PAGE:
Arrestee Responses to Questions of Drug Use: An Assessment of Reliability by Race/Ethnicity

Pauline Brennan, Univ. of North Carolina at Charlotte
Paul C. Friday, University of North Carolina - Charlotte
Vivian B. Lord, University North Carolina at Charlotte

ABSTRACT
Included among the various methods of learning about the extent of drug use among the criminal population, is the Arrestee Drug Abuse Monitoring (ADAM) program, funded by the National Institute of Justice. In a number of sites across the country, ADAM researchers, on a quarterly basis, ask a sample of those recently arrested a series of questions about their drug use, including most recent use. Respondents are also asked, at the completion of the interview, to provide a urine sample, as a validation measure. In this paper, we examine the reliability of responses within the survey and the reliability and validity of answers given to questions about recent drug use. In this paper, using ADAM data from a southeastern city, we focus our attention on the question of whether response reliability varies by arrestee race/ethnicity.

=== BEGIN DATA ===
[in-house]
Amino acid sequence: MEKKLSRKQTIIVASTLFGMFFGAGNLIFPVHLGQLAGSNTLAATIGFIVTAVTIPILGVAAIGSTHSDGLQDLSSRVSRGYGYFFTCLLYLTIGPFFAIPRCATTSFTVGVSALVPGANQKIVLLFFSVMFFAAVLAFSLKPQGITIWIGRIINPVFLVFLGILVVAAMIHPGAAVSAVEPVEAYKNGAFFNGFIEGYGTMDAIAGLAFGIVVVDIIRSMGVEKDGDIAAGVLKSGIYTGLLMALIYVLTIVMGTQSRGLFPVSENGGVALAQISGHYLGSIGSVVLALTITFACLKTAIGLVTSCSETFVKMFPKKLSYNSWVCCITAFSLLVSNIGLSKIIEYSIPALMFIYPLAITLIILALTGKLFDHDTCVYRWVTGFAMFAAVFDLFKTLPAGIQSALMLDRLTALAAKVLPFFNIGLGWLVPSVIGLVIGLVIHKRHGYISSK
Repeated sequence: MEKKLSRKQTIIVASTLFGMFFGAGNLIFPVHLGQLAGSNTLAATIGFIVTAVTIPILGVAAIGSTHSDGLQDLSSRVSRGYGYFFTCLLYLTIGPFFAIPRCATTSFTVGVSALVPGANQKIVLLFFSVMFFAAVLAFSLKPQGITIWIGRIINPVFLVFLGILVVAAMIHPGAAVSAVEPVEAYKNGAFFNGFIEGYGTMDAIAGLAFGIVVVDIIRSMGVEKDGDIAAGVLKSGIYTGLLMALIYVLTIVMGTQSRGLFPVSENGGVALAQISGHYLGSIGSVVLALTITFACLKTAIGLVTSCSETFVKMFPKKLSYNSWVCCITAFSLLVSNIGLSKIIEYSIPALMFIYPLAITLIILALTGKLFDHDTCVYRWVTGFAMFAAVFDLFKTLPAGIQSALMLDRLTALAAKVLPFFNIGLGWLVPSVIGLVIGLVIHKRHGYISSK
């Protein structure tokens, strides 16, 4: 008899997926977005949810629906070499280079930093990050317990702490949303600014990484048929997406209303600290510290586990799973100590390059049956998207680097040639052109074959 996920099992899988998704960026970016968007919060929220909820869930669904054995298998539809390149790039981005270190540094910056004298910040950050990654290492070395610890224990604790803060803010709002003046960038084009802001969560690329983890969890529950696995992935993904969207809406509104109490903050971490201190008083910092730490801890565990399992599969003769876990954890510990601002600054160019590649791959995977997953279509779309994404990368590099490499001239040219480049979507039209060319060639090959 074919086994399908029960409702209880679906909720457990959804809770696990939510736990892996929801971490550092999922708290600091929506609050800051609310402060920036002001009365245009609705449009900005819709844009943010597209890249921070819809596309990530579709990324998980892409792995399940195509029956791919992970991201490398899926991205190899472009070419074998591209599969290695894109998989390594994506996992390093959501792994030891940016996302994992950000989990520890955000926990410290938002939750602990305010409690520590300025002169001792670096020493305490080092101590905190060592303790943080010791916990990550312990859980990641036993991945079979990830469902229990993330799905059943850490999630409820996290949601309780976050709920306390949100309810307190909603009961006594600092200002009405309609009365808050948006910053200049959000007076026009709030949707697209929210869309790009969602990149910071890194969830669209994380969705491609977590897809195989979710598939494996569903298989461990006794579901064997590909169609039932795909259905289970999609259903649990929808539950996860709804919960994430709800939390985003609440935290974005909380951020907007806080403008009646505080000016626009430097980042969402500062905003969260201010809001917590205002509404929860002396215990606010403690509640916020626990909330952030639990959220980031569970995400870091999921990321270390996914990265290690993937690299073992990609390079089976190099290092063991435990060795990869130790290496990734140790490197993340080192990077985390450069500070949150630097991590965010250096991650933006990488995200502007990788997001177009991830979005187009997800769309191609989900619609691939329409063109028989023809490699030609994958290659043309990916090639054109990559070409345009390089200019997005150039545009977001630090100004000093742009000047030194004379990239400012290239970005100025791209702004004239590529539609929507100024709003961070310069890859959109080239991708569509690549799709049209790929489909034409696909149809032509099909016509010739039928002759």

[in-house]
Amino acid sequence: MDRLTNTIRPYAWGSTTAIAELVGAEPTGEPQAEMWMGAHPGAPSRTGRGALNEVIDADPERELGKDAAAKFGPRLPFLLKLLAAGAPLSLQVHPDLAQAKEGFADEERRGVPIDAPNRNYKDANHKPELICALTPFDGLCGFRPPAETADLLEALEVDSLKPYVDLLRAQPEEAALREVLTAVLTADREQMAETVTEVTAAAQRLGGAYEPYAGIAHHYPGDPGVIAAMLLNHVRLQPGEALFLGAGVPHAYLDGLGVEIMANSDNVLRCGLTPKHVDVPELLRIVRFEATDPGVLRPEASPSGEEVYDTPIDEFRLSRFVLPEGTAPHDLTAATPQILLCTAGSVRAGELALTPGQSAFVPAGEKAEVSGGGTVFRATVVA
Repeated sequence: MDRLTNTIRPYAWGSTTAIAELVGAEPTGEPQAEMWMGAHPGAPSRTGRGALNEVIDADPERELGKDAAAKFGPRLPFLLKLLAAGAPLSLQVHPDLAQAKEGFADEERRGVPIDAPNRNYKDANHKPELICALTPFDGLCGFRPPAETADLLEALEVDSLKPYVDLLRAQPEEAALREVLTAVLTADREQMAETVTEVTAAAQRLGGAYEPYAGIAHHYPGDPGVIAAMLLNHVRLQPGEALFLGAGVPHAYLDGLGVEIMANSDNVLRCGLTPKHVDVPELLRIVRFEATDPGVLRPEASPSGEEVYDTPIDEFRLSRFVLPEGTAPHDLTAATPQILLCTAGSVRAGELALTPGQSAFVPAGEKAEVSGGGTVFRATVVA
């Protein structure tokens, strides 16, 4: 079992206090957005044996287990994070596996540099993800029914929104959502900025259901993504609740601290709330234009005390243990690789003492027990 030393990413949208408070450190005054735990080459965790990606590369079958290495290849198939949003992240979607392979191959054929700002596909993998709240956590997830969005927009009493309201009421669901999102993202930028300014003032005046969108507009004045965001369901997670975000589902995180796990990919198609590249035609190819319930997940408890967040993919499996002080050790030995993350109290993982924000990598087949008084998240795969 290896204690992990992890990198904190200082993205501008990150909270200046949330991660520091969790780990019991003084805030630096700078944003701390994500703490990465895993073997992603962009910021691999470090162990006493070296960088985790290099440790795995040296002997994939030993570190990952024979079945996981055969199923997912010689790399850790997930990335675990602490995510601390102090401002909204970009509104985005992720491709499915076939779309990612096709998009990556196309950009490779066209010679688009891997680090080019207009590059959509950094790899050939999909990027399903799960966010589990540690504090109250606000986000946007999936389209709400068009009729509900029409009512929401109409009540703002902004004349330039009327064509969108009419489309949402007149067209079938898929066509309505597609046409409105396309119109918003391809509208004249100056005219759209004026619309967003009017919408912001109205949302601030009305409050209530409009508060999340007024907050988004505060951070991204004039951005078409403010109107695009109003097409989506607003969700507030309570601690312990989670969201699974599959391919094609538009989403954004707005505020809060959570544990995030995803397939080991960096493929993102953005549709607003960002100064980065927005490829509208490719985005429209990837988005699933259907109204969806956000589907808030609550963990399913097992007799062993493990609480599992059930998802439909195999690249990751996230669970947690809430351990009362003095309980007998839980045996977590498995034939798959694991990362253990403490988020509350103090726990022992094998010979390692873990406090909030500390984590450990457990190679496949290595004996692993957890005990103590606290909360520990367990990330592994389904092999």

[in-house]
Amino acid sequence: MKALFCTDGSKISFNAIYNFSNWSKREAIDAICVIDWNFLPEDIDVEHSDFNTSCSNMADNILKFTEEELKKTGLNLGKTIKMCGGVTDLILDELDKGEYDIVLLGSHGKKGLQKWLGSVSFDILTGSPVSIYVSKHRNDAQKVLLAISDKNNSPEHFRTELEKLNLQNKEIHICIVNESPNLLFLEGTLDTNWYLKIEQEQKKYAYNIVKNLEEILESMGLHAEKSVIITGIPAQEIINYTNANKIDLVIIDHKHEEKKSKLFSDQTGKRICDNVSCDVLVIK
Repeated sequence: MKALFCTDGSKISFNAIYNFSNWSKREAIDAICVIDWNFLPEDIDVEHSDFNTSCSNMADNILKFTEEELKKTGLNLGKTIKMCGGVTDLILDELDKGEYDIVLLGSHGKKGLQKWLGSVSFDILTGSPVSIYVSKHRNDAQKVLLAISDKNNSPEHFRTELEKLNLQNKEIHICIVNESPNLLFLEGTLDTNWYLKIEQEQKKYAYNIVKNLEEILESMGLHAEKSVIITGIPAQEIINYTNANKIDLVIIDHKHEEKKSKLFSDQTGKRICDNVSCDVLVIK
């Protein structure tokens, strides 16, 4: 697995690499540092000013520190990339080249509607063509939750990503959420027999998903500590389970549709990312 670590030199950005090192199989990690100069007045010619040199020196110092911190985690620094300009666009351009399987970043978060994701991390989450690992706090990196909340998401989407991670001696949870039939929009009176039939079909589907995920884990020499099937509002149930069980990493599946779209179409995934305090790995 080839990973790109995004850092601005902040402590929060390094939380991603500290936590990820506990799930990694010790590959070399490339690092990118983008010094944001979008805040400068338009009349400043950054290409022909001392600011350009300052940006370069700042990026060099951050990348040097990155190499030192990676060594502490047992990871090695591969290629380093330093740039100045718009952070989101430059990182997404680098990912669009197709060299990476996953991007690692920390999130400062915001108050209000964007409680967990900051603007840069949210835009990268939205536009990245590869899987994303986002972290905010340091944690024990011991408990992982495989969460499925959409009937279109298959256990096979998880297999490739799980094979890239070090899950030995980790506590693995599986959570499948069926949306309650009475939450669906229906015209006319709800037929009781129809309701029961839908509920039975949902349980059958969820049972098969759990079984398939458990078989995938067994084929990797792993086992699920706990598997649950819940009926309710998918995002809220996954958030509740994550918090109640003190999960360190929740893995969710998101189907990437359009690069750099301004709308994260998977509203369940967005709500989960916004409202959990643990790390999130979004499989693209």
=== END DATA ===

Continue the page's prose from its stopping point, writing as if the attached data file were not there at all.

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Updated 05/20/2006